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Overview of third-party addons for EKS (Teleport)

In the previous post we checked several EKS addons (Kubecost, Dynarace and Istio), but we still have others. In this post we will look at Teleport. Teleport is an identity-aware, multi-protocol access proxy which understands SSH, HTTPS, RDP, Kubernetes API, MySQL, MongoDB and PostgreSQL wire protocols.


Add-on installation

Teleport can be installed into your EKS clusted as add-on.

Once the add-on is installed, you need to find a load balancer, that was created:


$ kubectl get services -n teleport
NAME       TYPE           CLUSTER-IP      EXTERNAL-IP                                                               PORT(S)                                                                     AGE
teleport   LoadBalancer   172.20.41.184   ac211ba11cc6a4340a2012236e7fc418-1390710022.us-east-1.elb.amazonaws.com   443:31946/TCP,3023:32150/TCP,3026:32689/TCP,3024:31432/TCP,3036:31808/TCP   44s

Then you need to add the load balancer endpoint to the ConfigMap "teleport":

$ kubectl edit cm -n teleport teleport

apiVersion: v1
data:
  teleport.yaml: |
    teleport:
      log:
        severity: INFO
        output: stderr
        format:
          output: text
          extra_fields: ["timestamp","level","component","caller"]
    auth_service:
      enabled: true
      cluster_name: teleport.teleport.svc.cluster.local
      authentication:
        type: "local"
        local_auth: true
        second_factor: "otp"
    proxy_service:
      public_addr: ['ac211ba11cc6a4340a2012236e7fc418-1390710022.us-east-1.elb.amazonaws.com', 'teleport.teleport.svc.cluster.local:443', '127.0.0.1:3080']
      kube_listen_addr: 0.0.0.0:3026
      mysql_listen_addr: 0.0.0.0:3036
      enabled: true
    ssh_service:
      enabled: false
kind: ConfigMap
metadata:
  creationTimestamp: "2023-02-27T12:10:47Z"
  name: teleport
  namespace: teleport
  resourceVersion: "17380"
  uid: 2da3f3b3-297f-45a8-b8b7-8d155d23ba76

Recreate all Teleport pods:

$ kubectl delete pods -n teleport --all
pod "teleport-b99977958-6hwdw" deleted

$ k get po -n teleport -w
NAME                       READY   STATUS    RESTARTS   AGE
teleport-b99977958-tkrxk   1/1     Running   0          7s

Create a new "admin" user. You will recieve a link for setting up the password and MFA (required).

$ kubectl exec -n teleport deployment/teleport -- tctl users add admin --roles=editor,access,auditor

User "admin" has been created but requires a password. Share this URL with the user to complete user setup, link is valid for 1h:
https://ac211ba11cc6a4340a2012236e7fc418-1390710022.us-east-1.elb.amazonaws.com:3080/web/invite/f9ba7c6013e29276700140fc0f042875


Server Access

Teleport Server Access consolidates SSH access across all environments, decreases configuration complexity, supports industry best practices and compliance while giving complete visibility over all sessions and events.


Teleport Server Access is designed for the following kinds of scenarios:

  • When up to a vast number of clusters must be managed using the command-line (tsh) or programmatically (through the Teleport API) and you want to simplify your stack, security, and configuration complexity.

  • When security team members must track and audit every user session.

  • When Teleport users require a complete, dedicated, and secure SSH option (Teleport Node running in SSH mode) and more than a certificate authority (Teleport Auth) with proxy (Teleport Proxy).

  • When resource and network security must be maximized: SSH certificates over secret keys, Two-Factor Authentication (2FA), Single Sign-On (SSO), and short-lived certificates.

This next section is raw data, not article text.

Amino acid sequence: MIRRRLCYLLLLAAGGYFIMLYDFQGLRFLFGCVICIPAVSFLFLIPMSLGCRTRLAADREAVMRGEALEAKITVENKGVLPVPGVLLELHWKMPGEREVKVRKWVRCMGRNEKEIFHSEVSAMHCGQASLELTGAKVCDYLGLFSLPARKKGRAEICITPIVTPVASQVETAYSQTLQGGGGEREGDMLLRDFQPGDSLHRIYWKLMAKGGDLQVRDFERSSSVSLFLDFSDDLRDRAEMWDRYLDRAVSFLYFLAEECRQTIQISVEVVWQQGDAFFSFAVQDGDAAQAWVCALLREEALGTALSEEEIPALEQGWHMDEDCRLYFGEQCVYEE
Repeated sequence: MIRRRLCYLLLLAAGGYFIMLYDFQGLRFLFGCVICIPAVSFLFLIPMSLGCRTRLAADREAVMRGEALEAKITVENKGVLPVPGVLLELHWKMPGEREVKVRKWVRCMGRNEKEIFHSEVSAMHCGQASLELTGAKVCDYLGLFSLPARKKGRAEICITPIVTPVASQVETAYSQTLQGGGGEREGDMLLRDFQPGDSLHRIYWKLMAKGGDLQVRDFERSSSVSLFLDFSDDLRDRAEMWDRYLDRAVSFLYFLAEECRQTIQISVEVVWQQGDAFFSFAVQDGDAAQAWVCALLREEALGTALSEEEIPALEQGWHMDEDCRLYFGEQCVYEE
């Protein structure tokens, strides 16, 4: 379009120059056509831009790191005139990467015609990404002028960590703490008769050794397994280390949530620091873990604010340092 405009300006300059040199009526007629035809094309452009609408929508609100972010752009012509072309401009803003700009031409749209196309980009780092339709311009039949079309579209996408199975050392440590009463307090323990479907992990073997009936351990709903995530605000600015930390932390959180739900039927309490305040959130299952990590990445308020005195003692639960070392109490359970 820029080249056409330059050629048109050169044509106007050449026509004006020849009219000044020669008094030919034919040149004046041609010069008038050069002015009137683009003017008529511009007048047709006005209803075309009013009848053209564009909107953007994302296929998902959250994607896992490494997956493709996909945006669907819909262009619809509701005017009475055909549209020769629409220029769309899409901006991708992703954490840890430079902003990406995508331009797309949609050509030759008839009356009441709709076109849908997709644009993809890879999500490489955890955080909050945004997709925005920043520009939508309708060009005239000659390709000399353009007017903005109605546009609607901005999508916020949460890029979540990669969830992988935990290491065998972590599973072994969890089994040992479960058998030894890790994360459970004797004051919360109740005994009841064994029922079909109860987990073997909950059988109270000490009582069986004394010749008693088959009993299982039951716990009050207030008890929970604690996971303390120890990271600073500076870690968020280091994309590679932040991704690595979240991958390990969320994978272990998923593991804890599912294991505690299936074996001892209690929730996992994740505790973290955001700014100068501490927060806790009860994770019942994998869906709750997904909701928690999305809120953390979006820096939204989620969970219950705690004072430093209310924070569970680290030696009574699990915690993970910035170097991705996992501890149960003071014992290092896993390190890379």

Here is an example of manual adding a new VM. I chose Amazon Linux 2 EC2 instance, but Teleport supports various OSs:

A bootstrap script is generated with a short-term access token:

Script installs required packages and configure them:

sudo bash -c "$(curl -kfsSL https://ac211ba11cc6a4340a2012236e7fc418-1390710022.us-east-1.elb.amazonaws.com/scripts/3bd4fa2bd8b232302aa465f51ddee489/install-node.sh)"

2023-02-27 13:09:57 UTC [teleport-installer] TELEPORT_VERSION: 10.3.1
2023-02-27 13:09:57 UTC [teleport-installer] TARGET_HOSTNAME: ac211ba11cc6a4340a2012236e7fc418-1390710022.us-east-1.elb.amazonaws.com
2023-02-27 13:09:57 UTC [teleport-installer] TARGET_PORT: 3080
2023-02-27 13:09:57 UTC [teleport-installer] JOIN_TOKEN: 3bd4fa2bd8b232302aa465f51ddee489
2023-02-27 13:09:57 UTC [teleport-installer] CA_PIN_HASHES: sha256:47525f0632e6382036180cbeb9bd975383d3ca58fbb8f7f3f69023d2996c64d7
2023-02-27 13:09:57 UTC [teleport-installer] Checking TCP connectivity to Teleport server (ac211ba11cc6a4340a2012236e7fc418-1390710022.us-east-1.elb.amazonaws.com:3080)
2023-02-27 13:09:57 UTC [teleport-installer] Couldn't find nc, telnet or /dev/tcp to do a connection test
2023-02-27 13:09:57 UTC [teleport-installer] Going to blindly continue without testing connectivity
2023-02-27 13:09:57 UTC [teleport-installer] Detected host: linux-gnu, using Teleport binary type linux
2023-02-27 13:09:57 UTC [teleport-installer] Detected arch: x86_64, using Teleport arch amd64
2023-02-27 13:09:57 UTC [teleport-installer] Detected distro type: "centos rhel fedora"
2023-02-27 13:09:57 UTC [teleport-installer] Using Teleport distribution: rpm
2023-02-27 13:09:57 UTC [teleport-installer] Created temp dir /tmp/teleport-1ITr6q3fQS
2023-02-27 13:09:57 UTC [teleport-installer] Found 'yum' package manager, using it
2023-02-27 13:09:57 UTC [teleport-installer] Downloading Teleport rpm release 10.3.1
2023-02-27 13:09:57 UTC [teleport-installer] Running curl -fsSL --retry 5 --retry-delay 5 https://get.gravitational.com/teleport-10.3.1-1.x86_64.rpm
2023-02-27 13:09:57 UTC [teleport-installer] Downloading to /tmp/teleport-1ITr6q3fQS/teleport-10.3.1-1.x86_64.rpm
2023-02-27 13:10:07 UTC [teleport-installer] Downloaded file size: 112045092 bytes
2023-02-27 13:10:07 UTC [teleport-installer] Will use sha256sum to validate the checksum of the downloaded file
2023-02-27 13:10:08 UTC [teleport-installer] The downloaded file's checksum validated correctly
2023-02-27 13:10:08 UTC [teleport-installer] Installing Teleport release from /tmp/teleport-1ITr6q3fQS/teleport-10.3.1-1.x86_64.rpm using yum -y localinstall
Loaded plugins: extras_suggestions, langpacks, priorities, update-motd
Examining /tmp/teleport-1ITr6q3fQS/teleport-10.3.1-1.x86_64.rpm: teleport-10.3.1-1.x86_64